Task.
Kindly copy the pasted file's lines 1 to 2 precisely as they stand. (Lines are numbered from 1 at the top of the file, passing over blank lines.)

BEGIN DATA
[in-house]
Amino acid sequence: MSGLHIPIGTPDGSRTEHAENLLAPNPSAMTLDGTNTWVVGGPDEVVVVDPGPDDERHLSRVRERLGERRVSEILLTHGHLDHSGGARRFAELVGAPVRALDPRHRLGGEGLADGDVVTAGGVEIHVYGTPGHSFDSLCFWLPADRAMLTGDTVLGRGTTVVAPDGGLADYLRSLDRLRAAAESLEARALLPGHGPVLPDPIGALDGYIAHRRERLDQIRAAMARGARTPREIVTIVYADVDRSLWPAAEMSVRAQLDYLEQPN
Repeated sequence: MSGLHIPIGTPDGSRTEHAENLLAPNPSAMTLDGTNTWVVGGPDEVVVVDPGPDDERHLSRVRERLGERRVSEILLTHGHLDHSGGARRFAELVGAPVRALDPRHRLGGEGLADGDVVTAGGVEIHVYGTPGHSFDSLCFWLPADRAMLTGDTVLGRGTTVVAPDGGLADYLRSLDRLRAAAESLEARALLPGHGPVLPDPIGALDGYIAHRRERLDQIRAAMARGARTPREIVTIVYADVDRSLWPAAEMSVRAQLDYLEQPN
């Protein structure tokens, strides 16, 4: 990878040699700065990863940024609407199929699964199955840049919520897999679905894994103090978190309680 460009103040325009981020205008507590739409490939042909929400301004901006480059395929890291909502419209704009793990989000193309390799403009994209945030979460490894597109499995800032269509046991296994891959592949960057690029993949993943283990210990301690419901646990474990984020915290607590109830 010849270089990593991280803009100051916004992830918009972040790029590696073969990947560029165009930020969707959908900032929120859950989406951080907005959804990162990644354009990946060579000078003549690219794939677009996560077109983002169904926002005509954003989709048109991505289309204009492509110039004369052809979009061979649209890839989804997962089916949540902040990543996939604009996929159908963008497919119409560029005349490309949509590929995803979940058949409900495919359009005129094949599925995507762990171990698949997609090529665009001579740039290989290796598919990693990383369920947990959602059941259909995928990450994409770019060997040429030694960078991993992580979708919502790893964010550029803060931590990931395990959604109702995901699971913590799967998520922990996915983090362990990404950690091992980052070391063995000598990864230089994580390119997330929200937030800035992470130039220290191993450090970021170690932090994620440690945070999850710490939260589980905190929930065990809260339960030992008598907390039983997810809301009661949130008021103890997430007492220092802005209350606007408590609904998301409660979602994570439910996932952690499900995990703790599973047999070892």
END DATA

[in-house]
Amino acid sequence: MSGLHIPIGTPDGSRTEHAENLLAPNPSAMTLDGTNTWVVGGPDEVVVVDPGPDDERHLSRVRERLGERRVSEILLTHGHLDHSGGARRFAELVGAPVRALDPRHRLGGEGLADGDVVTAGGVEIHVYGTPGHSFDSLCFWLPADRAMLTGDTVLGRGTTVVAPDGGLADYLRSLDRLRAAAESLEARALLPGHGPVLPDPIGALDGYIAHRRERLDQIRAAMARGARTPREIVTIVYADVDRSLWPAAEMSVRAQLDYLEQPN